Saturday, June 20, 2009
Father's Day Revisited, Part 24: The Paradise Fire Escape
The sun was setting as I drove the final fifty mile climb from Yuba City to Paradise. All the way the redwoods and pines got thicker and taller by the mile. It was one of those sunsets which paints the sky and clouds with a full palette of vibrant hues, from deep deep purple to the faintest pink and everything in between. Shafts of yellow-orange sunlight burst from under a low floating huddle of clouds to the west. Different vistas came into my view, but only for brief moments as as I'd come to a rise or the road turned. As I drove I ventured glances, drinking in the fiery sky as often and for as long as I dared before having to turn my eyes back to the black road and yellow line. Although the thought did not cross my mind at the time, looking back now it was almost as if God were saying to that young questioning skeptic, "Watch this!"
Arriving too late in the day to do the repair job I'd come to do, I sized up the little town as the first buildings began to appear, hoping there was a movie theater or bowling alley or bookstore or somewhere to spend a couple of hours after I'd found a motel in which to spend the night. The town was not looking promising in the nightlife department as I drove the main road. Looked like they rolled up the sidewalk early here--and, after all it was a Monday night. I had about resigned myself to watching the game on the motel TV when, off to my right I caught sight of a small lit sign that said, The Fire Escape Coffee House. "Well," I thought, "if nothing else, I could hang out and have a couple of cups of coffee there if it turns out there's nothing else to do in town."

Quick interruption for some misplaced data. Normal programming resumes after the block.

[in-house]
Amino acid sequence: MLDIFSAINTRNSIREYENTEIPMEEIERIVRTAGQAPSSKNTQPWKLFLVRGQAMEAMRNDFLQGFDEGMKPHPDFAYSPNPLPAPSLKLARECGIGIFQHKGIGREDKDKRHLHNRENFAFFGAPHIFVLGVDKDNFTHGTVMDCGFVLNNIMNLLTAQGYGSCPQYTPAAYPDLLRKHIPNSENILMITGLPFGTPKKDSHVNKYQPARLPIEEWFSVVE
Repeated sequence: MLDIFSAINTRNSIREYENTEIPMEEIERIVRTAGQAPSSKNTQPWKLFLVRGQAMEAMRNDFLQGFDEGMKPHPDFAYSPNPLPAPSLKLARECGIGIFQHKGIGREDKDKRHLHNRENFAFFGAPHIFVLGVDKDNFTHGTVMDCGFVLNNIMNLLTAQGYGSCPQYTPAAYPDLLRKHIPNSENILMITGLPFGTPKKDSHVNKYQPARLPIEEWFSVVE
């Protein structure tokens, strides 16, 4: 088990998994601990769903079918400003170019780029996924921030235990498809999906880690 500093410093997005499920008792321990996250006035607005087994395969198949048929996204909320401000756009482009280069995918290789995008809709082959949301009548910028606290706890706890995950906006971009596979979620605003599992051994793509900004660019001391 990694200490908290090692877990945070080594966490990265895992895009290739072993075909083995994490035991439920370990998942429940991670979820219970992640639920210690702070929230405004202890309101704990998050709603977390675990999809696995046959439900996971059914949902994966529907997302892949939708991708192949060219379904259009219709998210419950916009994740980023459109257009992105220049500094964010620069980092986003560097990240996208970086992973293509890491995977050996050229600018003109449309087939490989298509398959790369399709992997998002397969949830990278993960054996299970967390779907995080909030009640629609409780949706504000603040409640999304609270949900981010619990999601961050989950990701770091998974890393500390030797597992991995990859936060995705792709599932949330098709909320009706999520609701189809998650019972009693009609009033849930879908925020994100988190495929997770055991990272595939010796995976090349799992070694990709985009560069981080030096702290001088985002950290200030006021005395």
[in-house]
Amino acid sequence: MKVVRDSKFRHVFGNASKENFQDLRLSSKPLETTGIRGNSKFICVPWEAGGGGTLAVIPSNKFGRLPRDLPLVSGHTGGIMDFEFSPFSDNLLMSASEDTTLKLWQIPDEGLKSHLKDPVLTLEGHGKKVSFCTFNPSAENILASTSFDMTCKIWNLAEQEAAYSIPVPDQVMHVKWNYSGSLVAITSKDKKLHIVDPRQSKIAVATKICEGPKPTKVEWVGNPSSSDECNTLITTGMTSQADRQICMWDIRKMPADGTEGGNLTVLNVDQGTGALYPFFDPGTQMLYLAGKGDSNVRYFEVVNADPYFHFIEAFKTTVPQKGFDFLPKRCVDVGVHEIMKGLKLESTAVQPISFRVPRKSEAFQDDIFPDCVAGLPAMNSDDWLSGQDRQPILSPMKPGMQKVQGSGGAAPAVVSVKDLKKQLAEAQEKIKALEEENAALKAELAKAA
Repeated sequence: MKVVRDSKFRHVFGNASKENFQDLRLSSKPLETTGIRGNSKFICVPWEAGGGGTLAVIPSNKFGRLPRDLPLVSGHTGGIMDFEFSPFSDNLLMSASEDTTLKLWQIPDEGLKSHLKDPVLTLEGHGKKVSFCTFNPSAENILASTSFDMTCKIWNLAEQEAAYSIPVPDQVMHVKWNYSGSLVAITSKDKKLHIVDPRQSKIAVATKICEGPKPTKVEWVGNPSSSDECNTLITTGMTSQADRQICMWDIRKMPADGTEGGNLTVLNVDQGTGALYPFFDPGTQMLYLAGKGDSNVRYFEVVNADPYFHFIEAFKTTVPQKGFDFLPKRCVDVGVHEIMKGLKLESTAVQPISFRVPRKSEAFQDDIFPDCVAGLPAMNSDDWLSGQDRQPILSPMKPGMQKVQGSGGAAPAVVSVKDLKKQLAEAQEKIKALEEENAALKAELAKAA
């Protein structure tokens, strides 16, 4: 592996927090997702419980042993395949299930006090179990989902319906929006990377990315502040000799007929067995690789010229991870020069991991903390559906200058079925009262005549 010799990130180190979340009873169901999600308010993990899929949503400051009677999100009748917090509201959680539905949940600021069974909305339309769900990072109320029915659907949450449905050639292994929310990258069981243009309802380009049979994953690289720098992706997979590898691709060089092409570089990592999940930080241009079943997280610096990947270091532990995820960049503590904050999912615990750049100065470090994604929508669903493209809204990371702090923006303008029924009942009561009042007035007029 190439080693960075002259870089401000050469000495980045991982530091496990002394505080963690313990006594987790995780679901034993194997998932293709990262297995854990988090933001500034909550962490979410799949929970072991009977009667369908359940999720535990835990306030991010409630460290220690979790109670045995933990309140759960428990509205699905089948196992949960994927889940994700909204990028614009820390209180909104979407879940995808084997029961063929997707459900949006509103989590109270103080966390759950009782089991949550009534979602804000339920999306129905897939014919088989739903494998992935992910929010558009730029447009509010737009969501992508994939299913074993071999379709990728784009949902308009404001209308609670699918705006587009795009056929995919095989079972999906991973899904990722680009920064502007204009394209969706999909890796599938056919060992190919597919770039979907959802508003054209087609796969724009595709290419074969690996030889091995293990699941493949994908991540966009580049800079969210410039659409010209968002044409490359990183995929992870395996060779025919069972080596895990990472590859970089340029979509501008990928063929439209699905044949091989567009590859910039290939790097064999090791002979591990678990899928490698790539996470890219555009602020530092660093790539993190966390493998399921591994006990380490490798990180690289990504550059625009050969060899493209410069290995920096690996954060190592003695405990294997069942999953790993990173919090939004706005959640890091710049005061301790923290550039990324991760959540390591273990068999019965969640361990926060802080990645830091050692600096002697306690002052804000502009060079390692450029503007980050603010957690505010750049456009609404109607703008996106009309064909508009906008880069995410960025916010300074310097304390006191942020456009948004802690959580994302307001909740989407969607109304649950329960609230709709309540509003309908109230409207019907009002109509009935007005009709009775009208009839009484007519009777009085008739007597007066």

I found a motel, checked in, put my gear in the room and watched a little of the early newscast on the TV. I was antsy and so switched it off at the first commercial and went out to the truck. I'd go back and see if that little coffee shop I'd seen was open. As I parked the truck I saw someone open the door to the coffee house and go in. As I entered I smelled the brewing coffee and noticed the business was one of those which used to be a home. In the big sunken living room off to my left was a scattering of couches and overstuffed chairs. Six or eight people were there and I could hear the low sound of their mingled conversations. Something wasn't right though. There should be a register near the entry. There was not. Instead I saw a tall sofa table near where I stood and on it were some books and several little stacks of literature. I stepped over to look and saw that the books were really paperback Bibles and the stacks of literature were fliers for various Christian concerts and things. "What kind of business was this?" I wondered. A little yellow flag went up in my mind.